Tobacco policy up in smoke

Staff Editorial

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In the past several years, we have sat wondering exactly what the smoking policy was on campus, but up until March 11 it had seemed even SGA couldn’t make up its mind.

During one of SGA’s most recent meetings, it was made to seem that they, as the student government, knew better then what we do as far as what we do to our bodies.

But as luck would have it, SGA President Alex Dominguez finally listened about redoing the outdated surveys that were from three years ago.

On March 11, SGA Vice-President Jimmy Moran was outside of the campus center passing out the surveys.

With the new surveys, we can hope that it gives SGA a new direction on what the student body is wanting for the campus instead of having a bunch of senators and the dean of Allied Health and Nursing telling us what we can and can’t put into our systems.

We would hope that it wouldn’t just be a case of SGA basically telling us, “Hey we are the ones who know better, and you don’t.”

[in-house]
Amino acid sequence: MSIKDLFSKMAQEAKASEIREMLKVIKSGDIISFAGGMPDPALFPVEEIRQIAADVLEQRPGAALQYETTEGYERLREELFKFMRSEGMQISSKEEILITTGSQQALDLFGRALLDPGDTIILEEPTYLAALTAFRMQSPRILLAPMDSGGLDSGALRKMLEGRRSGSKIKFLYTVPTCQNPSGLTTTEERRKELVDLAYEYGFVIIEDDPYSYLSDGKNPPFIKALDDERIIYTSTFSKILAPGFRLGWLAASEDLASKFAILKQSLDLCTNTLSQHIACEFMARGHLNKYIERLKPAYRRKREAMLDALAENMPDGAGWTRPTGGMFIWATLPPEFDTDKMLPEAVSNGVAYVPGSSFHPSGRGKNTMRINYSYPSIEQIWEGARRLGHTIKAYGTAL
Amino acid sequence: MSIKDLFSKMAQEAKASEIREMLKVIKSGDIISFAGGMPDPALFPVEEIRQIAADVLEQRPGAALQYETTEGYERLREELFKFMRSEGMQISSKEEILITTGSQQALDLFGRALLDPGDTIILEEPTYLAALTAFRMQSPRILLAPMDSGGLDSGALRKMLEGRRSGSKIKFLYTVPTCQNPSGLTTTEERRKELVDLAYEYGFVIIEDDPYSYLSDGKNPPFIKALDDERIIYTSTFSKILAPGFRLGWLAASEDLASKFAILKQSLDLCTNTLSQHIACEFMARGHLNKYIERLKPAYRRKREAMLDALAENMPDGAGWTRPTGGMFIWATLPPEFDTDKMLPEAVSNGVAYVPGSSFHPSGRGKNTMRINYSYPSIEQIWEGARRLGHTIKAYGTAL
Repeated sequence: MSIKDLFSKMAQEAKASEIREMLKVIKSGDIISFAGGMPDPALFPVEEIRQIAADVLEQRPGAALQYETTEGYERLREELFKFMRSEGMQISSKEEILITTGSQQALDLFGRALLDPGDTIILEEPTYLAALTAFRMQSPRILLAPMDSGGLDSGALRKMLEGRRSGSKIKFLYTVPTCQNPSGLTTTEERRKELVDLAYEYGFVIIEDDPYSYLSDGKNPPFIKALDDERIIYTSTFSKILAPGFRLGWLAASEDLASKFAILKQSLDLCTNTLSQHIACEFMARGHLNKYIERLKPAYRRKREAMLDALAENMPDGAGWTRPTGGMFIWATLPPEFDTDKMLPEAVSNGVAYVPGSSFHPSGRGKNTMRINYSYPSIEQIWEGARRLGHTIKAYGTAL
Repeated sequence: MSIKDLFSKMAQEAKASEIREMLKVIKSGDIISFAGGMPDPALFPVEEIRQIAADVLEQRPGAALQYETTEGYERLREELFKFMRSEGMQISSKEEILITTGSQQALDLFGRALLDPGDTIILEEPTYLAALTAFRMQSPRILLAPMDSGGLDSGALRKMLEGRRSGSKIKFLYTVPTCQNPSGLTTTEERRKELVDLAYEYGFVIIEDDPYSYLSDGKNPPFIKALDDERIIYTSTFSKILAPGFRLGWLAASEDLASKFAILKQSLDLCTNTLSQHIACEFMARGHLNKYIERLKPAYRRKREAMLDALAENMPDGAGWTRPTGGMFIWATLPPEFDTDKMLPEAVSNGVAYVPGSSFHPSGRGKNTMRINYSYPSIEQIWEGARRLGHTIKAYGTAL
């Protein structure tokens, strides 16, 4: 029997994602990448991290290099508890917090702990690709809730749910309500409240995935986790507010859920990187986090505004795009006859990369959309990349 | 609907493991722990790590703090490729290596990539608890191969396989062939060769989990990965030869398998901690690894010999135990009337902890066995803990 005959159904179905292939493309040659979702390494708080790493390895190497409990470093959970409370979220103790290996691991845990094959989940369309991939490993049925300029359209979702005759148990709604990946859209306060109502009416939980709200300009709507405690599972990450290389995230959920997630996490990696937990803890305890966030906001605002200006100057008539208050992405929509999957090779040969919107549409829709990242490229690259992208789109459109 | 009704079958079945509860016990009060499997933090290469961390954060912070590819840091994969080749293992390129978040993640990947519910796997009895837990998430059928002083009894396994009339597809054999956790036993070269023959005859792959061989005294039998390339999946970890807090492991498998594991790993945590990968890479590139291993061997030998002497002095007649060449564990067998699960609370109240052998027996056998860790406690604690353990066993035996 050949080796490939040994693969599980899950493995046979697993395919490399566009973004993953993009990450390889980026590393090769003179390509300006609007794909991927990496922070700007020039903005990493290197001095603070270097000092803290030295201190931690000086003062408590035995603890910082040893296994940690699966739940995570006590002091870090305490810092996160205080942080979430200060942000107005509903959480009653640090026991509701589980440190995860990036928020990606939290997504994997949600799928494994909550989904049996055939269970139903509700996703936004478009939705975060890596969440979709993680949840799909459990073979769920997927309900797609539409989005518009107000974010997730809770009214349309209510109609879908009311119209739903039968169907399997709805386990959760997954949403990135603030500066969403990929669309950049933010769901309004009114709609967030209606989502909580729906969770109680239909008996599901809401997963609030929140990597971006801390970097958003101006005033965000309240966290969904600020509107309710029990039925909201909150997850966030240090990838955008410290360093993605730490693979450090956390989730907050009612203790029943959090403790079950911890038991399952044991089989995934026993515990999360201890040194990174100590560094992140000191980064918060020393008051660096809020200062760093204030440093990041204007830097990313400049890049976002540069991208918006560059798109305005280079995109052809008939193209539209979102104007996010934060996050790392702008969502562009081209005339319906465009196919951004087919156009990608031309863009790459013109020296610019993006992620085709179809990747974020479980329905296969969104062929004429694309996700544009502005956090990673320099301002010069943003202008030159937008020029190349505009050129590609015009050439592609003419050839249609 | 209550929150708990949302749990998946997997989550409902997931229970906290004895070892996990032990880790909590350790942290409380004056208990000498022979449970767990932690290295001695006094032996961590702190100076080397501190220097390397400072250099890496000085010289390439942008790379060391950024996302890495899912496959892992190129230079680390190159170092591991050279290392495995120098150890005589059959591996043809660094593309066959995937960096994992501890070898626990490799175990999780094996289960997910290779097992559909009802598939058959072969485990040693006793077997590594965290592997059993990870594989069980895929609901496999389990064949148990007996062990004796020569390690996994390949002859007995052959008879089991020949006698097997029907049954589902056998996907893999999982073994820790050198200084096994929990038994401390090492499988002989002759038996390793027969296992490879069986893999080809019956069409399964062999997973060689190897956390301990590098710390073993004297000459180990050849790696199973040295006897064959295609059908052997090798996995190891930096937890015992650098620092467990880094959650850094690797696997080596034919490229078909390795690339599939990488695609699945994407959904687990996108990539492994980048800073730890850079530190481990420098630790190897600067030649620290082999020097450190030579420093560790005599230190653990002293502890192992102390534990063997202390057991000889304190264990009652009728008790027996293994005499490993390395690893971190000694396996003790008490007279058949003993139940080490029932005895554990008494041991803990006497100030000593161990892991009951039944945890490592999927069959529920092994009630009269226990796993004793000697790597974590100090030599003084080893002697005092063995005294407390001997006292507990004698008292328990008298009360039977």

But even during the meeting that was held between the president and senators, they couldn’t decide on which would be a better course of action to take.

On the new surveys, students were given three options concerning how the campus would proceed with the smoking policy. The choices were as follows: that we didn’t care and smoking didn’t bother us, designated areas for the smokers, or a completely tobacco-free campus.

But there seems to be more smokers than non-smokers on campus recently, and for the most part, students are following the federal law, which states that smokers need to be 20 feet from a building.

So instead of enforcing the strict tobacco-free policy on campus, designated areas seems to be the better option and way to go.

Yes, there are inspections that have to be done stating that the college put them in correctly, but it would seem a better idea than forcing students to conform to a tobacco-free policy.

The designated areas would take the smokers away from the non-smokers, and this would give the faculty a place to go as well, and not be a “headache” to the dean of Allied Health and Nursing, as she happened to put it during the meeting.

The concerning factor is that most of the senators that are currently members on the SGA board won’t even be here when the roll out for this policy takes place.

So why push an issue if they won’t be around to even see it through?

SGA needs to not just take into account of their views, but also ours, which we can hope that with the new surveys, they do.

But you have to wonder if we, as the student body, voice our opinion and it comes out different then what SGA thinks, will they listen to the fact that we would prefer to have the designated areas or still continue to have the policy by which federal law permits.

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